After years of setting the standard for quality and reliability, Japanese brand autos have dropped below the industry average, according to a new report by J.D. Power and Associates.
The latest Initial Quality Study, which ranks brands based on consumer surveys after owning a vehicle for three months, shows the collective results of Toyota, Honda, Nissan, Mitsubishi and Subaru are not keeping pace with the industry as a whole and the Korean auto brands, in particular.
"It's not that the Japanese models are all getting worse, but this shows they are not improving as fast as their competitors," said Renee Stephens, vice president of U.S. automotive quality at J.D. Power. "This is a clear shift in the quality landscape."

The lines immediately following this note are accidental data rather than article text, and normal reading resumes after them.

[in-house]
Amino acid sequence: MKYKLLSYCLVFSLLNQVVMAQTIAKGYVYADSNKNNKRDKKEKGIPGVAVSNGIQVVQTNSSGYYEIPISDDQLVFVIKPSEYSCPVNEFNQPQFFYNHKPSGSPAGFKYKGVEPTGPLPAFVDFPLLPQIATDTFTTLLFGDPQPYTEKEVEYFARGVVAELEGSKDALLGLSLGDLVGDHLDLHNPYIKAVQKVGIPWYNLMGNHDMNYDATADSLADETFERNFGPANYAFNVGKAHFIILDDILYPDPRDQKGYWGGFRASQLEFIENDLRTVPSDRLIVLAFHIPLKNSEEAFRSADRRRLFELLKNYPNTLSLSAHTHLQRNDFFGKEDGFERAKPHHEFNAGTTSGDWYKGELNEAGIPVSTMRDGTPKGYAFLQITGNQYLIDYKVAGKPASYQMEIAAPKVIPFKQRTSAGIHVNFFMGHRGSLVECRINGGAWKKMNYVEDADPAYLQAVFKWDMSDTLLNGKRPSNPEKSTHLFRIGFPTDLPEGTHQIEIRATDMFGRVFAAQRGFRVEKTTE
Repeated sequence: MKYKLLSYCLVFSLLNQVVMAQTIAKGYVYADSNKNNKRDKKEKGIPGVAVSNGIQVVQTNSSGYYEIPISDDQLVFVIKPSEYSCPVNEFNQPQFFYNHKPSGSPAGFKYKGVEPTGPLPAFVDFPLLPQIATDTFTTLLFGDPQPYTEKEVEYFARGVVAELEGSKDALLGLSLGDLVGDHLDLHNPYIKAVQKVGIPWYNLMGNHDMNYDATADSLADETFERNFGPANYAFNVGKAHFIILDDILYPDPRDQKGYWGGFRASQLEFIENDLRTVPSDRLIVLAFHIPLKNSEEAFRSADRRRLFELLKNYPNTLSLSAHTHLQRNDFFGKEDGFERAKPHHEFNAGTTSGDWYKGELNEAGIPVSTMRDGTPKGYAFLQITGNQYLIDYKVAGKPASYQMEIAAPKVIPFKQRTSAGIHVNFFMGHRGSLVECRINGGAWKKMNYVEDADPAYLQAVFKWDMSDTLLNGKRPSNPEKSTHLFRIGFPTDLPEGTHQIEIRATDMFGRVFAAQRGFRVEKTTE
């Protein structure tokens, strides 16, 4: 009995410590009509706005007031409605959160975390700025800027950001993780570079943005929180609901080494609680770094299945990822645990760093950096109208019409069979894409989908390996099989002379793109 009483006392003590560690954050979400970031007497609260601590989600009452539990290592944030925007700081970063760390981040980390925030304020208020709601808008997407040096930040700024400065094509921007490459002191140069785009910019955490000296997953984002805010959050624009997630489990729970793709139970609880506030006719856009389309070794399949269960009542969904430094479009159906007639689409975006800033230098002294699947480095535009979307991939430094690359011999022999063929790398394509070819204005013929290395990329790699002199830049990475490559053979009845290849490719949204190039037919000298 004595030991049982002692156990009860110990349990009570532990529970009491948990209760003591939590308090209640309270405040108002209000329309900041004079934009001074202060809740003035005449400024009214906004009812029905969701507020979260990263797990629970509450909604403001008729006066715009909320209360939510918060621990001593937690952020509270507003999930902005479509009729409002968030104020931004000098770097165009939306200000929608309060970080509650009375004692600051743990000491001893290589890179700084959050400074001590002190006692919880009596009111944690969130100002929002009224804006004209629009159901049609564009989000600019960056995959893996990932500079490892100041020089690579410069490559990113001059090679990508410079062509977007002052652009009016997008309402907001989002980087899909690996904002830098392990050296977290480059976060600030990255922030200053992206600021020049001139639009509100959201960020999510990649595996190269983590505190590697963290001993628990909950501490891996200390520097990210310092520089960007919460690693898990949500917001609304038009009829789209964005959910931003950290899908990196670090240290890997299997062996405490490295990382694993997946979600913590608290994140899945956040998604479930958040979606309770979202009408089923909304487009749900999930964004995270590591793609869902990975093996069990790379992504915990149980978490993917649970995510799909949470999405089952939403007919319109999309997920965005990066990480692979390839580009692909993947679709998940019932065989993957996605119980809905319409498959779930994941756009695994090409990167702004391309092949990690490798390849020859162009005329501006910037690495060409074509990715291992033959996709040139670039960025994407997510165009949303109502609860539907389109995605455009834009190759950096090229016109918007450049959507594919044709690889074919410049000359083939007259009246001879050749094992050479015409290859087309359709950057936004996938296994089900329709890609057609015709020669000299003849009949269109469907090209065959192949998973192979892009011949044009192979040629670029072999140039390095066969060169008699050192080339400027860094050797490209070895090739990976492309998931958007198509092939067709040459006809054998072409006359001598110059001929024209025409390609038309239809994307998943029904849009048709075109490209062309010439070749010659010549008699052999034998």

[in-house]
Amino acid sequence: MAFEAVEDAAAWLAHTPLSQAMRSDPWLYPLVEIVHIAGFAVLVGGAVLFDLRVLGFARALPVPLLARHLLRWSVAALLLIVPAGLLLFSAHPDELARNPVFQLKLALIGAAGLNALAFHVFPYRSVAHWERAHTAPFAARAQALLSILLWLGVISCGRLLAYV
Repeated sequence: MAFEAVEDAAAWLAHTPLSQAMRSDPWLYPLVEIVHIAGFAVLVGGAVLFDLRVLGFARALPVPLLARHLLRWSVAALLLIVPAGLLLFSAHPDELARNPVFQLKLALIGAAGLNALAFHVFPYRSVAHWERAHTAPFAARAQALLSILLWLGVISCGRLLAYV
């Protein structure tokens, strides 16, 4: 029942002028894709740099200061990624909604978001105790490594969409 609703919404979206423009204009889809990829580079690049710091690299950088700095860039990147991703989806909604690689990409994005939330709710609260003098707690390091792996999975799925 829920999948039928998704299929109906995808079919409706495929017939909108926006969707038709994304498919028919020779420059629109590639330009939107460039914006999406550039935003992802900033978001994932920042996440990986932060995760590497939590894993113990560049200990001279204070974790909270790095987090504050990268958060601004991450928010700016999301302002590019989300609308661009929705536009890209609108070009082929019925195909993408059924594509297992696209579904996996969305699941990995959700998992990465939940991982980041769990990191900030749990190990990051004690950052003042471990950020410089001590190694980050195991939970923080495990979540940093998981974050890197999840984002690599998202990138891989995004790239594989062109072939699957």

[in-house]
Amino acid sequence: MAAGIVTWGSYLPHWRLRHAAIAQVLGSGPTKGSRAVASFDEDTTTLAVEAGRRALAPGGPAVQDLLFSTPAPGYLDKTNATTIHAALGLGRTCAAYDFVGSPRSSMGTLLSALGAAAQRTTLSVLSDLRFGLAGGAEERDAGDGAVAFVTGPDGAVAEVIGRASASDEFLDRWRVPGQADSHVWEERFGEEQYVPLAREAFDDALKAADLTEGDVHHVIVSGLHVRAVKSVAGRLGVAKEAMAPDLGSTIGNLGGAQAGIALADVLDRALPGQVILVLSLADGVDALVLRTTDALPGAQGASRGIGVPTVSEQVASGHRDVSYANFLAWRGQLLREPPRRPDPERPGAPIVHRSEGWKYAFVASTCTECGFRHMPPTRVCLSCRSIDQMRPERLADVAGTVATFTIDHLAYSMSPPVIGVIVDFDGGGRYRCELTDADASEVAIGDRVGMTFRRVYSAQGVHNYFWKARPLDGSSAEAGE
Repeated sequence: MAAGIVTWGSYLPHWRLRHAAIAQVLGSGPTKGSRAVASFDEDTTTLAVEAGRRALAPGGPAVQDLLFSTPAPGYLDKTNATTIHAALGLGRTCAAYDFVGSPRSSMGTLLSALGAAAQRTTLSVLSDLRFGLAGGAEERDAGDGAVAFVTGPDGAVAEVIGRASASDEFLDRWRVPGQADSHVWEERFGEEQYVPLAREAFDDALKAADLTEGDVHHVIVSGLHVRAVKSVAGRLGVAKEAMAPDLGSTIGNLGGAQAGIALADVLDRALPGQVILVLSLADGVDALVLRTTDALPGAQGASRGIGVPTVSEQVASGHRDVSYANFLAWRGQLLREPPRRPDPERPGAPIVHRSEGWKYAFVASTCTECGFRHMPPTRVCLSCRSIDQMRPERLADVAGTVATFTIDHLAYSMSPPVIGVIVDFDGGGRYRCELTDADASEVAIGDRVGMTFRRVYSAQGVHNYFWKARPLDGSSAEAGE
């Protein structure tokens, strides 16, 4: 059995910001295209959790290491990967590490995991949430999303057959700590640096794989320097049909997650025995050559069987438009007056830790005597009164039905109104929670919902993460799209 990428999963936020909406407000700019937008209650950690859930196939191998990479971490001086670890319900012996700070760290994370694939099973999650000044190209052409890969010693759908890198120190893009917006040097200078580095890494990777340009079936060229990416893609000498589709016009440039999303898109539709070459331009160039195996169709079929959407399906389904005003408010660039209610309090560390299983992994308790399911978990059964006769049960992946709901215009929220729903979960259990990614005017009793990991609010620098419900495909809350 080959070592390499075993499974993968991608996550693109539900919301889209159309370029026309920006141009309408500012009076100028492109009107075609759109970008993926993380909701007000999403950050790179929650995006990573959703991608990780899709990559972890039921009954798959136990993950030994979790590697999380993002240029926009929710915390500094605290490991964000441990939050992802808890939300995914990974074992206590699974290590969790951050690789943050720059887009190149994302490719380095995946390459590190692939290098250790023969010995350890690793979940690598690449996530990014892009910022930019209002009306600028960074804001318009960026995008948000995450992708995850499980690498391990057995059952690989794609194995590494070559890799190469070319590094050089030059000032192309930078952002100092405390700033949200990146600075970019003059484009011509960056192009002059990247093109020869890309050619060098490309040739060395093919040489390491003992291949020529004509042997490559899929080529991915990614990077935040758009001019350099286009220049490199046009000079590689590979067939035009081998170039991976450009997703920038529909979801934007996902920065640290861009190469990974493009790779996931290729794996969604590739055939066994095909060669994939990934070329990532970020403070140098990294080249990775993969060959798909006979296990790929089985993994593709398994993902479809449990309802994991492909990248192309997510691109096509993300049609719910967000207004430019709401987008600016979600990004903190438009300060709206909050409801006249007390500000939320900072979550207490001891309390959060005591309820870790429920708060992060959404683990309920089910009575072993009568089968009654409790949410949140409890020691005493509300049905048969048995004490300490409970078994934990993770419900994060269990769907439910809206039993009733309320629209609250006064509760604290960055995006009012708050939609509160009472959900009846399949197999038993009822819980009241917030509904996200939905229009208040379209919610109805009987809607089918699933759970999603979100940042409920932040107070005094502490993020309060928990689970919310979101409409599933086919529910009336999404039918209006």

Leading the way in quality, according to J.D. Power, are the Korean auto brands. They improved their results by 11 percent compared to last year, easily ahead of the auto industry's overall rate of improvement, which was 3 percent.
Their relentless pursuit of eliminating problems is paying off, Stephens said.
"The Korean automakers are focused on getting it right from the design process up front all the way through to the plants and with finished models," she said.